Langdeau v. StateAnnotate this Case
179 N.W.2d 121 (1970)
Victor LANGDEAU, Petitioner, v. STATE of South Dakota, Respondent.
Supreme Court of South Dakota.
August 24, 1970.
David L. Bergren, Fort Pierre, for petitioner.
Gordon Mydland, Atty. Gen., Lloyd B. Peterson, Asst. Atty. Gen., Keith A. Tidball, State's Atty., Pierre, for respondent.
On January 4, 1965, petitioner entered a plea of guilty in the Circuit Court of Hughes County, South Dakota, to the crime of Indecent Molestation of a child and was sentenced to serve a term of years in the State Penitentiary less time spent in the Hughes County jail. After a hearing post-conviction relief was denied on July 12, 1969 and this appeal followed.
Contrary to petitioner's contention this court in the recent case of Nachtigall v. Erickson, as Warden of the State Penitentiary, S.D., 178 N.W.2d 198, determined that Boykin v. Alabama, 395 U.S. 238, 89 S. Ct. 1709, 23 L. Ed. 2d 274, was not retroactive and should apply only to pleas of guilty in South Dakota entered after June 2, 1969.
In finding no merit to defendant's allegation of excessive bail pending trial we quote with approval from the recent Nebraska case of State v. Howard, Neb., 177 N.W.2d 566:"Apparently it is appellant's contention that for most indigents any bail would be excessive. When an offense charged is *122 a bailable one, discretion rests with the judge in fixing the amount of the recognizance, but this discretion is a judicial one. The question to be determined in every case that is bailable is not whether the defendant may make bail, but whether or not the bail demanded is unreasonable and disproportionate to the crime charged. * * * While the pecuniary circumstances of a prisoner should be considered in determining the amount of the bail, that in itself is not controlling. If that were determinative of the question, a defendant without means or friends would be entitled to be discharged on his recognizance regardless of the risk involved. As we said in In re Scott, 38 Neb. 502, 56 N.W. 1009: `Many things should be taken into consideration in fixing the amount of bail, such as the atrocity of the offense; the penalty which the law authorizes to be inflicted, in case of a conviction; the probability of the accused appearing to answer the charge against him, if released on bail; his pecuniary condition; and the nature of the circumstances surrounding the case.' Definitely, a prior criminal record is an important factor to be considered."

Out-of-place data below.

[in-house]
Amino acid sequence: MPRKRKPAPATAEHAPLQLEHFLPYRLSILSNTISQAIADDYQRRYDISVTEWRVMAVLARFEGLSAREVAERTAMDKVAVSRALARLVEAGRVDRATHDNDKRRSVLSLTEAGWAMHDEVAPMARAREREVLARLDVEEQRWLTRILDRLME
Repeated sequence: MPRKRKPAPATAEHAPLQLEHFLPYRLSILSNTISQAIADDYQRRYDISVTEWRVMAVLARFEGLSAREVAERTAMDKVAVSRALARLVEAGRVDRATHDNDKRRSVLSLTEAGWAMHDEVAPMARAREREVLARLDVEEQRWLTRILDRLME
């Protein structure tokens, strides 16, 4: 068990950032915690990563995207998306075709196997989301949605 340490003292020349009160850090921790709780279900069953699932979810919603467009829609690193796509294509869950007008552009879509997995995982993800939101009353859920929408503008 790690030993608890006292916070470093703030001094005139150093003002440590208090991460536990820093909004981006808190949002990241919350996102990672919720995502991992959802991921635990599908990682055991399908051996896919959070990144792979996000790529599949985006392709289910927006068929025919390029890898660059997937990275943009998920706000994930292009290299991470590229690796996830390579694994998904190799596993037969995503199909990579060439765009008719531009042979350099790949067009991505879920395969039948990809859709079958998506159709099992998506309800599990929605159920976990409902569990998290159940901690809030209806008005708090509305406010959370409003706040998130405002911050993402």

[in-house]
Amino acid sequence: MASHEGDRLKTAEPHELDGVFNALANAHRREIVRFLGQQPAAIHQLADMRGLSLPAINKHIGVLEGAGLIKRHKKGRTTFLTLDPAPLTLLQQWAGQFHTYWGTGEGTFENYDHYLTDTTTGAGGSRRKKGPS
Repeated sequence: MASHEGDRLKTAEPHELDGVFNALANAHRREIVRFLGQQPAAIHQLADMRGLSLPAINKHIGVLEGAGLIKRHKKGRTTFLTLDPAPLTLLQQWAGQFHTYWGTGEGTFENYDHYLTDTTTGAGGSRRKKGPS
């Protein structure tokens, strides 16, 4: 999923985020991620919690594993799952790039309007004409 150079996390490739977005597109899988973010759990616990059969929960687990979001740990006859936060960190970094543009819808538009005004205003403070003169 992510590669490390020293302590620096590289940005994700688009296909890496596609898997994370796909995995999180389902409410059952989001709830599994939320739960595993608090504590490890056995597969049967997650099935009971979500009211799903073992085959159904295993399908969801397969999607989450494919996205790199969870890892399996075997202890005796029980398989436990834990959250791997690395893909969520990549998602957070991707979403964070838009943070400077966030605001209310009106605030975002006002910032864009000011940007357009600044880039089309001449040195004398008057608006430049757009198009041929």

From the time of arrest until the time of his plea and sentence petitioner had the effective legal assistance of Warren W. May, an experienced, competent, and able attorney of this state. He was fully advised and informed of his rights by both court and counsel. The record further conclusively shows that petitioner voluntarily entered a plea of guilty to the crime charged with full knowledge and understanding of his rights and the consequences of his plea. There is no evidence indicating his plea was induced by fear, trickery, duress or coercion. No violation of constitutional or statutory rights appears and no justifiable reason to set aside petitioner's plea of guilt in this post-conviction proceeding is shown.
All the Judges concur.